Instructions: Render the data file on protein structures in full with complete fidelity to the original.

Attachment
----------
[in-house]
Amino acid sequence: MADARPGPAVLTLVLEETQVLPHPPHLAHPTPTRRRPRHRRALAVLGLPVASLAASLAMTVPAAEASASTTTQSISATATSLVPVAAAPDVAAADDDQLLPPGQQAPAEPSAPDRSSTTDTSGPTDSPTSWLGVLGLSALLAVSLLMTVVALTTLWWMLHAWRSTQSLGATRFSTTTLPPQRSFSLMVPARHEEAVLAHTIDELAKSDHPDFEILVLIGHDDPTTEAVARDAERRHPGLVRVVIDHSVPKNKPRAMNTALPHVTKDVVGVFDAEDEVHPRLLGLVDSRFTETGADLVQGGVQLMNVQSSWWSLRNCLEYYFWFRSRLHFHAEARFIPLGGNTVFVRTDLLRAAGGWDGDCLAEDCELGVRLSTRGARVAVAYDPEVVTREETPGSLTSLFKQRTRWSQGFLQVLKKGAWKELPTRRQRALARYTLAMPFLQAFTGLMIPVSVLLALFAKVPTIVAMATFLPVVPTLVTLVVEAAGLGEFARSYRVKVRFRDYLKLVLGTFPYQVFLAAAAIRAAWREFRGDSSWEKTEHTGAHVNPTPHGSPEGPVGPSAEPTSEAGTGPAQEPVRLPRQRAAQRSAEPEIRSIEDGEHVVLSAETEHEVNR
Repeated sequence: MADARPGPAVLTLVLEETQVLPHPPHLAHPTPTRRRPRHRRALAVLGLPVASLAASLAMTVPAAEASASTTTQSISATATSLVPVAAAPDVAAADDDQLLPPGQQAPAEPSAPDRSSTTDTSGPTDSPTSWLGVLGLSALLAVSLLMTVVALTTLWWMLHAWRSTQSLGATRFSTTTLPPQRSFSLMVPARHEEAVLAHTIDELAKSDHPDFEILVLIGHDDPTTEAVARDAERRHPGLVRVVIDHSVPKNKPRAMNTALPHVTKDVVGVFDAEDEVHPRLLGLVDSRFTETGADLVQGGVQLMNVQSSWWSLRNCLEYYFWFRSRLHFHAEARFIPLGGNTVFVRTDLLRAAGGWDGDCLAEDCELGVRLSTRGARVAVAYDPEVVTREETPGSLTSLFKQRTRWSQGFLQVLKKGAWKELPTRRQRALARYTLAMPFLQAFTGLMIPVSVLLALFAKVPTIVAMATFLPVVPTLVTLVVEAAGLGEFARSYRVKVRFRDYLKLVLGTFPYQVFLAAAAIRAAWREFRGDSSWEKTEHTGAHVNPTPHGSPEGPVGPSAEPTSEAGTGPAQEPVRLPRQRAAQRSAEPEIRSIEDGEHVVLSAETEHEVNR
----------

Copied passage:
[in-house]
Amino acid sequence: MADARPGPAVLTLVLEETQVLPHPPHLAHPTPTRRRPRHRRALAVLGLPVASLAASLAMTVPAAEASASTTTQSISATATSLVPVAAAPDVAAADDDQLLPPGQQAPAEPSAPDRSSTTDTSGPTDSPTSWLGVLGLSALLAVSLLMTVVALTTLWWMLHAWRSTQSLGATRFSTTTLPPQRSFSLMVPARHEEAVLAHTIDELAKSDHPDFEILVLIGHDDPTTEAVARDAERRHPGLVRVVIDHSVPKNKPRAMNTALPHVTKDVVGVFDAEDEVHPRLLGLVDSRFTETGADLVQGGVQLMNVQSSWWSLRNCLEYYFWFRSRLHFHAEARFIPLGGNTVFVRTDLLRAAGGWDGDCLAEDCELGVRLSTRGARVAVAYDPEVVTREETPGSLTSLFKQRTRWSQGFLQVLKKGAWKELPTRRQRALARYTLAMPFLQAFTGLMIPVSVLLALFAKVPTIVAMATFLPVVPTLVTLVVEAAGLGEFARSYRVKVRFRDYLKLVLGTFPYQVFLAAAAIRAAWREFRGDSSWEKTEHTGAHVNPTPHGSPEGPVGPSAEPTSEAGTGPAQEPVRLPRQRAAQRSAEPEIRSIEDGEHVVLSAETEHEVNR
Repeated sequence: MADARPGPAVLTLVLEETQVLPHPPHLAHPTPTRRRPRHRRALAVLGLPVASLAASLAMTVPAAEASASTTTQSISATATSLVPVAAAPDVAAADDDQLLPPGQQAPAEPSAPDRSSTTDTSGPTDSPTSWLGVLGLSALLAVSLLMTVVALTTLWWMLHAWRSTQSLGATRFSTTTLPPQRSFSLMVPARHEEAVLAHTIDELAKSDHPDFEILVLIGHDDPTTEAVARDAERRHPGLVRVVIDHSVPKNKPRAMNTALPHVTKDVVGVFDAEDEVHPRLLGLVDSRFTETGADLVQGGVQLMNVQSSWWSLRNCLEYYFWFRSRLHFHAEARFIPLGGNTVFVRTDLLRAAGGWDGDCLAEDCELGVRLSTRGARVAVAYDPEVVTREETPGSLTSLFKQRTRWSQGFLQVLKKGAWKELPTRRQRALARYTLAMPFLQAFTGLMIPVSVLLALFAKVPTIVAMATFLPVVPTLVTLVVEAAGLGEFARSYRVKVRFRDYLKLVLGTFPYQVFLAAAAIRAAWREFRGDSSWEKTEHTGAHVNPTPHGSPEGPVGPSAEPTSEAGTGPAQEPVRLPRQRAAQRSAEPEIRSIEDGEHVVLSAETEHEVNR